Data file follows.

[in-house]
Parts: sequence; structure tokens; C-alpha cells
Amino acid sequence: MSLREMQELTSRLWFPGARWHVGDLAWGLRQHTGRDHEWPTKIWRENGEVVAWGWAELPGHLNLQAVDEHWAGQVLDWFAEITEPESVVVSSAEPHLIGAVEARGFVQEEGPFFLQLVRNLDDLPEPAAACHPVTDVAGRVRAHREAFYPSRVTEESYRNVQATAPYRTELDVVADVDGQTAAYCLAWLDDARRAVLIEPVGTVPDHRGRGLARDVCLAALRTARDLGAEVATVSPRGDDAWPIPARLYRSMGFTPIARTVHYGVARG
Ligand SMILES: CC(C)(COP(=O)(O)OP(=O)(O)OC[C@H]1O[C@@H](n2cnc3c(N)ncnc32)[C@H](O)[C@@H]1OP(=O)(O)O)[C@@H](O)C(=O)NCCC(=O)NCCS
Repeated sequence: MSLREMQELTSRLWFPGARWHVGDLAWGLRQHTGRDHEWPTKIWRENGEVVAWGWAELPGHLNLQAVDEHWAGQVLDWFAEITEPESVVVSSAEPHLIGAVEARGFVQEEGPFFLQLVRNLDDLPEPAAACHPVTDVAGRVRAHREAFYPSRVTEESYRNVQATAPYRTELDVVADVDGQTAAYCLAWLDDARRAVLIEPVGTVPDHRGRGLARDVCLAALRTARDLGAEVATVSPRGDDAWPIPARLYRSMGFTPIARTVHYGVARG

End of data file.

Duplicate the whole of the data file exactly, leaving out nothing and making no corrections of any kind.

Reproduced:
[in-house]
Parts: sequence; structure tokens; C-alpha cells
Amino acid sequence: MSLREMQELTSRLWFPGARWHVGDLAWGLRQHTGRDHEWPTKIWRENGEVVAWGWAELPGHLNLQAVDEHWAGQVLDWFAEITEPESVVVSSAEPHLIGAVEARGFVQEEGPFFLQLVRNLDDLPEPAAACHPVTDVAGRVRAHREAFYPSRVTEESYRNVQATAPYRTELDVVADVDGQTAAYCLAWLDDARRAVLIEPVGTVPDHRGRGLARDVCLAALRTARDLGAEVATVSPRGDDAWPIPARLYRSMGFTPIARTVHYGVARG
Ligand SMILES: CC(C)(COP(=O)(O)OP(=O)(O)OC[C@H]1O[C@@H](n2cnc3c(N)ncnc32)[C@H](O)[C@@H]1OP(=O)(O)O)[C@@H](O)C(=O)NCCC(=O)NCCS
Repeated sequence: MSLREMQELTSRLWFPGARWHVGDLAWGLRQHTGRDHEWPTKIWRENGEVVAWGWAELPGHLNLQAVDEHWAGQVLDWFAEITEPESVVVSSAEPHLIGAVEARGFVQEEGPFFLQLVRNLDDLPEPAAACHPVTDVAGRVRAHREAFYPSRVTEESYRNVQATAPYRTELDVVADVDGQTAAYCLAWLDDARRAVLIEPVGTVPDHRGRGLARDVCLAALRTARDLGAEVATVSPRGDDAWPIPARLYRSMGFTPIARTVHYGVARG